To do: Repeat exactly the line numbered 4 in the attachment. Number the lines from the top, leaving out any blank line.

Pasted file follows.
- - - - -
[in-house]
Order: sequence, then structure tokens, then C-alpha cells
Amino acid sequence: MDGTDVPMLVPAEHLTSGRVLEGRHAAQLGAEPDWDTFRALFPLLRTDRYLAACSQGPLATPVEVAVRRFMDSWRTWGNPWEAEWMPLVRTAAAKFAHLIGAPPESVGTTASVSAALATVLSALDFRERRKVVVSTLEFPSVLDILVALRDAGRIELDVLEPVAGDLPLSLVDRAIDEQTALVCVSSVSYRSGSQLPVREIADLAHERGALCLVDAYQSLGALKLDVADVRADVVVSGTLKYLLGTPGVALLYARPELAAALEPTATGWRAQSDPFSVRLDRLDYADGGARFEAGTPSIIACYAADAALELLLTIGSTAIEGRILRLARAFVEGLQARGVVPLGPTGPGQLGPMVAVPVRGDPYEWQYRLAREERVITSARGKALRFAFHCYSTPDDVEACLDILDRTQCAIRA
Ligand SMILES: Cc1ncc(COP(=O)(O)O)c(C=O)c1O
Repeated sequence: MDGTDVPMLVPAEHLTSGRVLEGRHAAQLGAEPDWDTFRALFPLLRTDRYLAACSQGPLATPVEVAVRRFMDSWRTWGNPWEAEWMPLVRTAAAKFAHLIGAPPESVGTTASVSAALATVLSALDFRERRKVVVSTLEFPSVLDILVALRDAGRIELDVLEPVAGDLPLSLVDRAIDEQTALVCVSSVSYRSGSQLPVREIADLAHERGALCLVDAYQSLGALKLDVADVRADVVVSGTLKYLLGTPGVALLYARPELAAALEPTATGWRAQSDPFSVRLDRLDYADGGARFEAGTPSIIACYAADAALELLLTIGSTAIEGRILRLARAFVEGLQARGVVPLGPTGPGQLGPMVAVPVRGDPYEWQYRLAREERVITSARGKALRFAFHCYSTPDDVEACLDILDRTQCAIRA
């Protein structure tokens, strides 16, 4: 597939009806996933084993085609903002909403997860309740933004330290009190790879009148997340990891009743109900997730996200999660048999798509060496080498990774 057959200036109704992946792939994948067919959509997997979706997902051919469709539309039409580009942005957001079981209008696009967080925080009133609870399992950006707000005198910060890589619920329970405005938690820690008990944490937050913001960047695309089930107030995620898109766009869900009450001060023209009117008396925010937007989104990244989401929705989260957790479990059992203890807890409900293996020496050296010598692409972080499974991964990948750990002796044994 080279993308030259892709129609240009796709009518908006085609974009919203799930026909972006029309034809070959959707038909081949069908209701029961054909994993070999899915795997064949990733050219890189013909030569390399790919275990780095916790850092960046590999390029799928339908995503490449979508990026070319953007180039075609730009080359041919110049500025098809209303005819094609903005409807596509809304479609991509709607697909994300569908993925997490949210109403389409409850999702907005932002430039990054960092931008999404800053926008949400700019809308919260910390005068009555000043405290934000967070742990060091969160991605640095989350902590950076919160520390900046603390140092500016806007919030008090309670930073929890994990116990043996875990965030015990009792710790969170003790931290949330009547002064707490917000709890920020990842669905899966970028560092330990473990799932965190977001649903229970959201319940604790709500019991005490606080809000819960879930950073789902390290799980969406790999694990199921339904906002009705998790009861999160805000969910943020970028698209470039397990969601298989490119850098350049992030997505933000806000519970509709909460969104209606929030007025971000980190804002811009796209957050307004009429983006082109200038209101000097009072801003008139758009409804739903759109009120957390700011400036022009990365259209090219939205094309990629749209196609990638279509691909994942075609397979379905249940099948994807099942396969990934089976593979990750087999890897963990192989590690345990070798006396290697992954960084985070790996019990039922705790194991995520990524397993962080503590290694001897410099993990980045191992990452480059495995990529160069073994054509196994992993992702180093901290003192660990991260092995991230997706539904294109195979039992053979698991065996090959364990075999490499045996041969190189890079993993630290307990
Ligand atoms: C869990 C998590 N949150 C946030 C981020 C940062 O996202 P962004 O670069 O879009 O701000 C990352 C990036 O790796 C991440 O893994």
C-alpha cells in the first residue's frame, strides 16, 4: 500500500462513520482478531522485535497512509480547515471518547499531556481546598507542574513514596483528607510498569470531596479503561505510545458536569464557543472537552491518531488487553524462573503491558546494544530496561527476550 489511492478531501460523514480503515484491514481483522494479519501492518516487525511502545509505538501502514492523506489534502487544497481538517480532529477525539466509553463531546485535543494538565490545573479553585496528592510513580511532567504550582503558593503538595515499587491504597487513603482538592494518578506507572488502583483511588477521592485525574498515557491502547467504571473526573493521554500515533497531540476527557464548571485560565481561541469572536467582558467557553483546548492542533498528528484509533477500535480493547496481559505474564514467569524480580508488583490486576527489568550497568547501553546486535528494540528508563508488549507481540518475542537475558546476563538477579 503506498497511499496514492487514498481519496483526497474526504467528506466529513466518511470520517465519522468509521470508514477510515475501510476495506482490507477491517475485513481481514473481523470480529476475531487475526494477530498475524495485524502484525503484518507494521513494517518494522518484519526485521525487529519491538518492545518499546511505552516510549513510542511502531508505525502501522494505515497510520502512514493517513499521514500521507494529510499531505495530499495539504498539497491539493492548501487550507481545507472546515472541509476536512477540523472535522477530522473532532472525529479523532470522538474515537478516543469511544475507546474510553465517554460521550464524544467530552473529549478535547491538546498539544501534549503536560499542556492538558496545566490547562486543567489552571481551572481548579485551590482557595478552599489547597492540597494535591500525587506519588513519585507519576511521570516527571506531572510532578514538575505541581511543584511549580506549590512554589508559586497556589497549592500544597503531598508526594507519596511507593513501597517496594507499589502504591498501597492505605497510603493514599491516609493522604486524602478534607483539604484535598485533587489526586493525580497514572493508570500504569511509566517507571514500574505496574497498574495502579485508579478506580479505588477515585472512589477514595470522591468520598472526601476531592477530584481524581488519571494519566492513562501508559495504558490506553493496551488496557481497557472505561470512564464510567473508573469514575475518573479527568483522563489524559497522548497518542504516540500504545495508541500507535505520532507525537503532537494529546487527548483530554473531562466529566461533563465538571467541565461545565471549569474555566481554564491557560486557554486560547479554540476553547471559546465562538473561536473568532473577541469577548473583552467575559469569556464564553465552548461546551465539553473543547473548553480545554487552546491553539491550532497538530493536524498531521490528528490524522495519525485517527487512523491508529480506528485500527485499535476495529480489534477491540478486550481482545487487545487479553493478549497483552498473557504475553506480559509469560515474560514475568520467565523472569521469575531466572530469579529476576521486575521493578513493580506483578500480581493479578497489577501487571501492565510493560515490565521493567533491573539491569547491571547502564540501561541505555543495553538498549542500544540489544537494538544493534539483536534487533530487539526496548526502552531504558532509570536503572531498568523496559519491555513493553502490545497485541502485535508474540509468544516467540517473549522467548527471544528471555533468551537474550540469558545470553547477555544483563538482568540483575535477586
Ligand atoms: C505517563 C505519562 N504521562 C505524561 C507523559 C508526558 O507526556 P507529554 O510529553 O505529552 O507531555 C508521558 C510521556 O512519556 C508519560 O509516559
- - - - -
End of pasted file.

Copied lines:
Ligand SMILES: Cc1ncc(COP(=O)(O)O)c(C=O)c1O